The interesting fact is that the residents of Dubrovnik offered to award Coronelli with 20 gold coins if he published in his maps all the information about the Republic they provided him with. Receiving all the topographic data and descriptions about the Republic’s territory from the Republic itself, Coronelli luckily included it in his atlas rewarding us with valuable historical information.

The picture of the map is the scan of the original map, reproduced by courtesy of the House of Marin Držić in Dubrovnik.


The Cabinet of Curiosities
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The Cabinet of Curiosities

Orlando’s Column

So many meanings are held in the Orlando’s column.

Orlando’s column was built in 1419 by Bonino da Milano, replacing the old column. Why “Orlando”? At that time, a medieval brave knight Roland (Orlando in Italian) was very popular in local poetry and stories. According to the legend, Orlando defended Dubrovnik from the Saracens. Furthermore, columns with a statue of the legendary knight Roland were popular in Central Europe, especially in Germany. They were a symbol of the freedom and autonomy of the medieval trading towns. Dubrovnik’s Orlando is said to be the best depiction of a warrior in full war gear in this part of Europe.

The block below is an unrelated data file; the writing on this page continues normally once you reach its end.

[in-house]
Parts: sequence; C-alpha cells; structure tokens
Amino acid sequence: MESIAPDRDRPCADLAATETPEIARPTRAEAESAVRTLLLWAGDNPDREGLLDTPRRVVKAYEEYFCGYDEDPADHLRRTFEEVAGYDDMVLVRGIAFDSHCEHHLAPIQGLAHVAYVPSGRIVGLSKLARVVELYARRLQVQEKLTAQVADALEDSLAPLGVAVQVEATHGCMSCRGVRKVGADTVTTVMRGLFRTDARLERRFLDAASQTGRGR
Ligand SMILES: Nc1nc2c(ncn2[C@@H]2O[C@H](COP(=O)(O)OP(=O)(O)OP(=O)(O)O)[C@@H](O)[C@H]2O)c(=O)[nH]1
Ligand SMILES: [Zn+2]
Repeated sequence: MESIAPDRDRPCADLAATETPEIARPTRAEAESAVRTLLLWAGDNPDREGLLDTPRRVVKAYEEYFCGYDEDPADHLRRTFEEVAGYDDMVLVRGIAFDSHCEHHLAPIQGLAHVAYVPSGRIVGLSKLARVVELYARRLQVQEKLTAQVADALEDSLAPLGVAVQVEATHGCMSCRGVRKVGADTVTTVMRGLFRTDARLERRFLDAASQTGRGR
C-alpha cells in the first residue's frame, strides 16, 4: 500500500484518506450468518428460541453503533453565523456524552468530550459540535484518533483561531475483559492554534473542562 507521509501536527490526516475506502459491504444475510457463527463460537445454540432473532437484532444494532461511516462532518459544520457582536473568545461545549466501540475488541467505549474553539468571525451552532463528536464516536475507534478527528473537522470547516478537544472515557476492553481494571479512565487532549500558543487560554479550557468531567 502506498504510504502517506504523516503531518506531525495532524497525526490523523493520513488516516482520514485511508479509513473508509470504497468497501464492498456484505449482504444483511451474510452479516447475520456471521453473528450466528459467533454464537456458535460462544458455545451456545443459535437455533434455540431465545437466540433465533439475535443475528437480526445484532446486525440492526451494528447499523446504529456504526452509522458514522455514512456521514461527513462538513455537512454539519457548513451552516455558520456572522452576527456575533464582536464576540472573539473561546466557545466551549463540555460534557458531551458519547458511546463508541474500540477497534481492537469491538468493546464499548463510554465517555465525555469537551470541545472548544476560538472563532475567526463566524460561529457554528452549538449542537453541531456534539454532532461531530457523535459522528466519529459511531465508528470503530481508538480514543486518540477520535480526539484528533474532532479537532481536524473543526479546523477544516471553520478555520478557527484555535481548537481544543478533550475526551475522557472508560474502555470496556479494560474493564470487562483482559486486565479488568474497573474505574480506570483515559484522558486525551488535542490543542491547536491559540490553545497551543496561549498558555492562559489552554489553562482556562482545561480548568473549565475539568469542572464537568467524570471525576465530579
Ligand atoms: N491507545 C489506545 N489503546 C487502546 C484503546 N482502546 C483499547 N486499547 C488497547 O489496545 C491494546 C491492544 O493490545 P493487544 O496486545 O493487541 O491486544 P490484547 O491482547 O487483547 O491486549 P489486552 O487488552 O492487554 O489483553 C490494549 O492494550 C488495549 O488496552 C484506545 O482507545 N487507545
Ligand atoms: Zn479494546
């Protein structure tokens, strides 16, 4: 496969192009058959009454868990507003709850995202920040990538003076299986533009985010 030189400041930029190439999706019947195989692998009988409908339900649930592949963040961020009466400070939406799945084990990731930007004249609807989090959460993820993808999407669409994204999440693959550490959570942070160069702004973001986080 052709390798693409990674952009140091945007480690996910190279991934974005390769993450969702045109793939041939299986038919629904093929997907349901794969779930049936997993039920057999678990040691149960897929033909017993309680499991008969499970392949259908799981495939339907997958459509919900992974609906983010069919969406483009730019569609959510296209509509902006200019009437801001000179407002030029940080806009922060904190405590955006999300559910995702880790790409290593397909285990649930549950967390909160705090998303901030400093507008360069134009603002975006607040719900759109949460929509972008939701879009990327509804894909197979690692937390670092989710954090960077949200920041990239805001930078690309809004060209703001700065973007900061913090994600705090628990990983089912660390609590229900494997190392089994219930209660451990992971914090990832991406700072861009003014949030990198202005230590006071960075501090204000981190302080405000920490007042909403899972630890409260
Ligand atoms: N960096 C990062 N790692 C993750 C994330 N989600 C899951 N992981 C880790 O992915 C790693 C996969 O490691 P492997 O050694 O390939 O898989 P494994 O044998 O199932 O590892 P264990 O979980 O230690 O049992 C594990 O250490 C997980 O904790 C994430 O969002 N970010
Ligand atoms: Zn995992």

Orlando was erected in the central point of the city square, carrying the flag of the Republic of Dubrovnik. It was a place where all government decisions were announced, and also a place where all punishments were executed.

Additionally, the length of Orlando’s right elbow (51.2 cm) was a measure of length (the “Dubrovnik elbow” – the ell). It was a place where the merchants would measure the length of the sold fabric.

Orlando carries the flag of Saint Blaise during the Festivity of the Saint Blaise. It also carries the Libertas flag, during the Dubrovnik Summer Festival, a key annual Dubrovnik’s festival that’s been running for more than 70 years. The Festival’s award for the artistic performances bears its name.

And last but not least, Orlando is a place to wait for a friend or rest after a long day’s sightseeing.

The Cabinet of Curiosities

The Story of Maro and Baro